Image Library: Views and buildings

The view today across Boston Haven to the fields of Toft and Scrane. Photo copyright Tormod Amundsen of biotope.no.
The view across Boston Haven to the fields of Toft and Scrane. In the 1100s much of this land was still marshland, as Frampton Marsh in the foreground still is today. Ralph of Fenne and the Rochfords did much to reclaim and develop the area over hundreds of years. Photo copyright Tormod Amundsen of biotope.no.
Caerlaverock Castle, by Roland Hanbury (CC-BY-SA-4.0)
Caerlaverock Castle in Dumfries, Scotland. Sir Ralph de Rochford II was probably at the siege of this castle in 1300. Photo by Roland Hanbury (CC-BY-SA-4.0).
The great keep of Kenilworth Castle, by Dave, Flickr (CC-BY-SA-2.0).
The great keep of Kenilworth Castle, where Sayer de Rochford was based in the 1320s, probably as a retainer of the rebel earl Thomas of Lancaster. Sayer was later imprisoned here too, while his wife Elizabeth retreated to the nearby priory for safety. Photo by Dave, Flickr (CC-BY-SA-2.0).
Old St Mark's, Lincoln, by Samuel Hieronymus Grimm, 1784
The ruins of the old St Mark’s church in Lincoln, which once had arms of Sayer de Rochford and his wife Joan Hillary in the east window. Nothing survives of this church today. By Samuel Hieronymus Grimm, 1784. Copyright The British Library Board.
Somerton Castle, Lincolnshire, by Samuel Buck
The remains of Somerton Castle, Lincolnshire, in the early 1700s. Sir Sayer was entrusted to keep the captured king of France here in 1359, and in the next century his grandson, Sir Ralph III, was given the castle for life by Henry V. Engraving by Samuel Buck, c1726-1739, via www.albion-prints.com.
The Guildhall, Boston, about 1820
The Guildhall in Boston, built in the 1390s by John de Rochford the Younger and his associates for their newly-incorporated Guild of St Mary. This building still stands today. Copperplate about 1820, from Pishey Thompson’s Collections for a Topographical and Historical Account of Boston
The city of Lincoln in a hand-coloured engraving of 1779
The city of Lincoln in a hand-coloured engraving of 1779. The city probably looked much the same in the Rochfords’ time. Shortly before he died in 1410, Sir John de Rochford the Younger was appointed keeper of Lincoln Castle, which can be seen here on the hill to the left of the cathedral.
Stoke Rochford church - photo copyright Jinjabird Photography, www.jinjabird.com
Stoke Rochford church. The large window to the left is the south chapel, built in memory of Sir Ralph Rochford III and his wife Margaret in 1448. The window to the right is in the north chapel, built around the 1470s for his son Henry Rochford of Fenne. The central window is in the chancel above the alter. These and the other windows were once full of stained glass memorials to the Rochfords. Photo copyright Jinjabird Photography.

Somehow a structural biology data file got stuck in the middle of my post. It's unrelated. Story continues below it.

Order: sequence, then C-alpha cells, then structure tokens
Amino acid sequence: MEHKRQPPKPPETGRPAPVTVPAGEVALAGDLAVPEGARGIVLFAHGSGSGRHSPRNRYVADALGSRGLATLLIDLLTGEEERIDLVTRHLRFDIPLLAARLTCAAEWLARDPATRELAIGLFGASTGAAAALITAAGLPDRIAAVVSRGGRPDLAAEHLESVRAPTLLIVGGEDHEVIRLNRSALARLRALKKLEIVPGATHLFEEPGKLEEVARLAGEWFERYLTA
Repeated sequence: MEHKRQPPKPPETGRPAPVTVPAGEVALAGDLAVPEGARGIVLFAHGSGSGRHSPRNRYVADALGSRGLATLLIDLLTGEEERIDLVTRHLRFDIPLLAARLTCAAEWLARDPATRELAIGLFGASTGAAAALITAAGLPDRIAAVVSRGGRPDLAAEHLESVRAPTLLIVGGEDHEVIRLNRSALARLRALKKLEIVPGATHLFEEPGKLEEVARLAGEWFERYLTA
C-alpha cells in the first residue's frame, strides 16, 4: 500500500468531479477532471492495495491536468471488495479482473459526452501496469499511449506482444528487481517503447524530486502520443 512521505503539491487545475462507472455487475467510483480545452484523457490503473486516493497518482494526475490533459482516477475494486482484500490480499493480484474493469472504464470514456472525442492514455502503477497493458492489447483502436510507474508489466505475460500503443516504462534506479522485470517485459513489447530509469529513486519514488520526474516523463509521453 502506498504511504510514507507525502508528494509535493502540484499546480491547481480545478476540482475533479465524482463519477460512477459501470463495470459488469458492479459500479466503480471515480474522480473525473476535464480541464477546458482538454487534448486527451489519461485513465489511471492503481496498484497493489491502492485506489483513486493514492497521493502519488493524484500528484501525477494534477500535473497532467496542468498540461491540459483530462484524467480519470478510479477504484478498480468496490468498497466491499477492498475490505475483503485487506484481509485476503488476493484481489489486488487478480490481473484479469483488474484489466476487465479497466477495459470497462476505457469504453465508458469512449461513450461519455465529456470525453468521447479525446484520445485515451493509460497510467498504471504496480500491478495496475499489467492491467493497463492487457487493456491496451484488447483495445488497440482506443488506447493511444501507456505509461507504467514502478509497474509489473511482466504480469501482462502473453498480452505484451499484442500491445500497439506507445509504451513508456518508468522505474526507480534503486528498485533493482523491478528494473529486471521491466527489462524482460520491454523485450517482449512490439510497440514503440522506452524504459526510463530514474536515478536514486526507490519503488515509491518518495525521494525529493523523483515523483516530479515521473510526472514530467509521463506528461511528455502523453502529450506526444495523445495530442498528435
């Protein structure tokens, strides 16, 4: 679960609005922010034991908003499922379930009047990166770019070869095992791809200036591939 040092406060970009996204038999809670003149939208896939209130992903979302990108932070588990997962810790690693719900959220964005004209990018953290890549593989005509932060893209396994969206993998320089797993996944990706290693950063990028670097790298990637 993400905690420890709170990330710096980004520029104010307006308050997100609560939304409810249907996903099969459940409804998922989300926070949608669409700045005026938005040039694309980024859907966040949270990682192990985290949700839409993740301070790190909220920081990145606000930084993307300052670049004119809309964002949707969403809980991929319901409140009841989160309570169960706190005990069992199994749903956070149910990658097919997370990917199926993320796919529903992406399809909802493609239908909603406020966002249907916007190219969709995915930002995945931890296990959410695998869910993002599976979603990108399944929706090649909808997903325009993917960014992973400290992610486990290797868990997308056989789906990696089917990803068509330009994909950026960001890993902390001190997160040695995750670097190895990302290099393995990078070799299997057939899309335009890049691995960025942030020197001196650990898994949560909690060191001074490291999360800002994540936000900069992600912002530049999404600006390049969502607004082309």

Rochester Castle in Kent, by llamnudds, Flickr (CC-BY-SA-2.0)
Rochester Castle in Kent. When Henry VI became king in 1422, the new regime gave Sir Ralph III the keeping of this castle and town for seven years. Photo by llamnudds, Flickr (CC-BY-SA-2.0).
Rochford Tower, Fenne, from The Antiquarian and Topographical Cabinet, volume 5
Rochford Tower in Fenne, built by Henry Rochford of Fenne around 1460. In this picture of about 1818 the rest of the manor house can still be seen to the right, but only the tower itself is still standing today. Etching from The Antiquarian and Topographical Cabinet, volume 5.
Engraving of Rochford Tower, Fenne, c1821
Rochford Tower, Fenne, around 1821. Engraving from the Gentleman’s Magazine, v91 part 2 (where it was erroneously called the Kyme Tower).
Rochford Tower by Edwin Whitefield, 1889
Rochford Tower by Edwin Whitefield, 1889, from Homes of Our Forefathers in Boston, Old England, and Boston, New England
Rochford Tower, Fenne. Photo copyright Shane Bradshaw, all rights reserved.
Rochford Tower, built by the Rochfords around 1460 as part of their main residence at Fenne. Photo copyright Shane Bradshaw, all rights reserved.
Thurland Hall, from James Orange’s History of Nottingham, 1840
Thurland Hall in Nottingham, built around 1458 by John Rochford IV’s grandfather Thomas Thurland. Thurland was the wealthiest merchant in Nottingham, and also served as an MP, mayor and justice for the city. Engraving for James Orange’s History of Nottingham, 1840. The building has since been replaced.
Haughton Park, Nottinghamshire, by Johannes Kip, 1707
Haughton Park in Nottinghamshire. The park itself was created by Edward Stanhope around 1509 after he retrieved the property from his cousins. Joan Rochford probably lived here with her husband Henry Stanhope in the late 1400s. The chapel where she was buried can be seen to the right. Engraving by Johannes Kip, 1707. Copyright UK Government Art Collection.
Detail of Kip’s 1709 engraving of Haughton Park showing Haughton chapel
Detail of Kip’s 1709 engraving of Haughton Park showing Haughton chapel as it was then. Copyright UK Government Art Collection.
The ruins of Haughton chapel today, by Richard Guthrie
The ruins of Haughton chapel today – almost nothing survives. Photo by Richard Guthrie, via British Listed Buildings.

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